Starting a business is an exciting experience, especially if you are pursuing a lifelong passion. However, building a company from the ground means several tough decisions. Having a partner to make decisions with may relieve some of the burdens.
But with every partnership comes a long, legal contract. It’s critical that the agreement includes specific details to ensure a successful collaboration – each person’s responsibilities, provisions for daily tasks and what happens if the company dissolves.
As stated previously, large and small choices pop up every day while building a business. In a partnership, you have to consult with your partner on almost every decision to assure that you are both on the same page. The contract should include how you will make both approach decisions and what to do if there is no census.
Partnerships involve teamwork and many compromises. When you and your partner do not agree, there needs to be a process establishing for solving any issues. You can consider mediation, arbitration or even court if the disagreements become too severe to handle on your own.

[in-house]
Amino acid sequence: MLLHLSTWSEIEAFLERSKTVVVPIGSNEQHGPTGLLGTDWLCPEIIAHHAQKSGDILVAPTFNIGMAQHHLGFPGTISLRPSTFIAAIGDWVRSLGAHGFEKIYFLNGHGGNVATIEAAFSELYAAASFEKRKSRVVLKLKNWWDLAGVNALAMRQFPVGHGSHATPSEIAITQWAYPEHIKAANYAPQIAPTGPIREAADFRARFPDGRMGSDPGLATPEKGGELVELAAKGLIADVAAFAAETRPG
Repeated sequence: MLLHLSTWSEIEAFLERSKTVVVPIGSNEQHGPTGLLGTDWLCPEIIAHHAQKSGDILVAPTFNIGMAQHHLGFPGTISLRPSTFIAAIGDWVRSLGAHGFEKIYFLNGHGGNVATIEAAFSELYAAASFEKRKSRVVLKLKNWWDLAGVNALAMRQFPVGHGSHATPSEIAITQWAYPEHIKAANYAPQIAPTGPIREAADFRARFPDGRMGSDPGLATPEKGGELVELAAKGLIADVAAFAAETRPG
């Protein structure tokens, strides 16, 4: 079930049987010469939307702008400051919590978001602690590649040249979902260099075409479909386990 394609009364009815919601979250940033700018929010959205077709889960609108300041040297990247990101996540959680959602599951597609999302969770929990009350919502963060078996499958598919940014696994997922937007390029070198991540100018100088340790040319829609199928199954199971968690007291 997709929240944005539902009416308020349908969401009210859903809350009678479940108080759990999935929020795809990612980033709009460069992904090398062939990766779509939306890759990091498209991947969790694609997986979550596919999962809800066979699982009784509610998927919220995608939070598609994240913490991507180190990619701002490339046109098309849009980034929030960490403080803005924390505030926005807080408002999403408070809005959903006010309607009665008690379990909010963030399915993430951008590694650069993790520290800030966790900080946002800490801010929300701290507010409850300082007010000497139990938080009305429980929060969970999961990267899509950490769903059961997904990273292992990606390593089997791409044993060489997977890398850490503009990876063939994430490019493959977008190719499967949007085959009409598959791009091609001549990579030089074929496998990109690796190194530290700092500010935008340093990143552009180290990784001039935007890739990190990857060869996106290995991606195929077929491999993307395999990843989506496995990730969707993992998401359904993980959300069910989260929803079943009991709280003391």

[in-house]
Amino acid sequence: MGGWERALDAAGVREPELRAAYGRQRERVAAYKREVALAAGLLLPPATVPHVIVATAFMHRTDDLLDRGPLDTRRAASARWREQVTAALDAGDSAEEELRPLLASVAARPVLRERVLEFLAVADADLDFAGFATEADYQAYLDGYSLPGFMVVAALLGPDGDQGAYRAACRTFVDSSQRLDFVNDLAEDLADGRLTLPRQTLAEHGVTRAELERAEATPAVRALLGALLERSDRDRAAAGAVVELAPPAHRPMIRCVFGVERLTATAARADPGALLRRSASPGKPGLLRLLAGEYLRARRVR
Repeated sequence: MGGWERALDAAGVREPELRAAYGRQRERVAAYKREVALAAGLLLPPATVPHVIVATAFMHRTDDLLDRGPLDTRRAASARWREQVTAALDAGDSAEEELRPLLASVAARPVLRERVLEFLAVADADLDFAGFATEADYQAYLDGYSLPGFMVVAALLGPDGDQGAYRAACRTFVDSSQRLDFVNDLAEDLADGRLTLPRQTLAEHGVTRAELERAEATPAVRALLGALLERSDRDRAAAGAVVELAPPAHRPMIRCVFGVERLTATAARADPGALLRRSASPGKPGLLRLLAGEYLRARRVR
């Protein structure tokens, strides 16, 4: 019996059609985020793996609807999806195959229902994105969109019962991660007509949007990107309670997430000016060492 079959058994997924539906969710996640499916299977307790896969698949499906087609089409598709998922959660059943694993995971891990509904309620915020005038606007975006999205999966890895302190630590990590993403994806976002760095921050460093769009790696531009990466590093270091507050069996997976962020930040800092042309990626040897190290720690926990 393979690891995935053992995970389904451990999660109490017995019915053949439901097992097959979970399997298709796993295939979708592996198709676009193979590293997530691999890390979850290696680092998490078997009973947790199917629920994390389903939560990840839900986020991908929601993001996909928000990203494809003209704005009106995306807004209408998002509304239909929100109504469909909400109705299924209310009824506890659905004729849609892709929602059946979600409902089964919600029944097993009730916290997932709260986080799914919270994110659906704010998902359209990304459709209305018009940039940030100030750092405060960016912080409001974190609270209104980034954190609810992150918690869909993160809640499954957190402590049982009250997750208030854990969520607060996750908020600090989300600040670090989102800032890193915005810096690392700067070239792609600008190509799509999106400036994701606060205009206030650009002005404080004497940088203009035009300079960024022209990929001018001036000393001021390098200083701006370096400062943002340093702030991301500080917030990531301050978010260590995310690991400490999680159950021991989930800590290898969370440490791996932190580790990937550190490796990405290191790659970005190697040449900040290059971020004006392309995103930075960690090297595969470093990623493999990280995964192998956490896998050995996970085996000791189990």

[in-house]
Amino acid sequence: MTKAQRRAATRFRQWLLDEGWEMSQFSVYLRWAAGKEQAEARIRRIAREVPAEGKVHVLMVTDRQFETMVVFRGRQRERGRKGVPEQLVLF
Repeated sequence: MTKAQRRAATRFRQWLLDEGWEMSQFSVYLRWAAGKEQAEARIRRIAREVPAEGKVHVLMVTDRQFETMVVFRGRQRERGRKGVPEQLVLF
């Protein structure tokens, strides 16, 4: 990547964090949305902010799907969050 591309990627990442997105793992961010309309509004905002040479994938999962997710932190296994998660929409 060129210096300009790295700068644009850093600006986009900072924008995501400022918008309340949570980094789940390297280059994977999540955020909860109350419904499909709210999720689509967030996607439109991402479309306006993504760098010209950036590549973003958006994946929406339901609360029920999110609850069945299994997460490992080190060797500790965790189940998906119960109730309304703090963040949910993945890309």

Handling surprise circumstances
Unexpected situations happen all the time. It makes running a company exciting and nerve-wracking. Luckily, a contract can help address possible surprises in the future such as a partner getting sick, a buyout, early retirement and modifying the partnership. The more an agreement addresses, the less likely a surprise will damage your business in the future.
Dissolving the company
The document should also include what happens if the partnership comes to an end through a dissolution. It allows you and any partners to dissolve the business in the eyes of the state. It also gives everyone realistic expectations about exiting the company.
The benefit of crafting an agreement is that the contract is customizable to your specific business and partnership. Consult with a legal expert to draft a deal that benefits all partners that are involved.